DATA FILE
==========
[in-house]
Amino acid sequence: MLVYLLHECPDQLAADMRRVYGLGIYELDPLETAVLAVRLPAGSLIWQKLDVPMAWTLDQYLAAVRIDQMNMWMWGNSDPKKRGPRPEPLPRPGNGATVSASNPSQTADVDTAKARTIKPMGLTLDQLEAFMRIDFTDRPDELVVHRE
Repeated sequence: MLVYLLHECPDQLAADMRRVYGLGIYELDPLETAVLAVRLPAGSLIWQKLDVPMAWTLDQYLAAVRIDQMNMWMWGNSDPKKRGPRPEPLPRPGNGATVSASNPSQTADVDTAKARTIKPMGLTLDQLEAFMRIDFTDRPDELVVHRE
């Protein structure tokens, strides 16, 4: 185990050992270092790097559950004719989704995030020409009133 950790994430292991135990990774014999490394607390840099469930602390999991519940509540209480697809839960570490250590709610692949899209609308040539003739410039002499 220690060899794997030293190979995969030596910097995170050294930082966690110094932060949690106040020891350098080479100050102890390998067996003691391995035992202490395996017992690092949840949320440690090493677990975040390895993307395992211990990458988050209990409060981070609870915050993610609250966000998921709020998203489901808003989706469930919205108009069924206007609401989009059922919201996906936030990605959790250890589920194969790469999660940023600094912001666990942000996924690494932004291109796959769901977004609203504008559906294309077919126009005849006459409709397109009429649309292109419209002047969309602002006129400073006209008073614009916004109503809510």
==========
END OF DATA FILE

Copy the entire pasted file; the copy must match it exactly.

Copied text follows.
[in-house]
Amino acid sequence: MLVYLLHECPDQLAADMRRVYGLGIYELDPLETAVLAVRLPAGSLIWQKLDVPMAWTLDQYLAAVRIDQMNMWMWGNSDPKKRGPRPEPLPRPGNGATVSASNPSQTADVDTAKARTIKPMGLTLDQLEAFMRIDFTDRPDELVVHRE
Repeated sequence: MLVYLLHECPDQLAADMRRVYGLGIYELDPLETAVLAVRLPAGSLIWQKLDVPMAWTLDQYLAAVRIDQMNMWMWGNSDPKKRGPRPEPLPRPGNGATVSASNPSQTADVDTAKARTIKPMGLTLDQLEAFMRIDFTDRPDELVVHRE
């Protein structure tokens, strides 16, 4: 185990050992270092790097559950004719989704995030020409009133 950790994430292991135990990774014999490394607390840099469930602390999991519940509540209480697809839960570490250590709610692949899209609308040539003739410039002499 220690060899794997030293190979995969030596910097995170050294930082966690110094932060949690106040020891350098080479100050102890390998067996003691391995035992202490395996017992690092949840949320440690090493677990975040390895993307395992211990990458988050209990409060981070609870915050993610609250966000998921709020998203489901808003989706469930919205108009069924206007609401989009059922919201996906936030990605959790250890589920194969790469999660940023600094912001666990942000996924690494932004291109796959769901977004609203504008559906294309077919126009005849006459409709397109009429649309292109419209002047969309602002006129400073006209008073614009916004109503809510």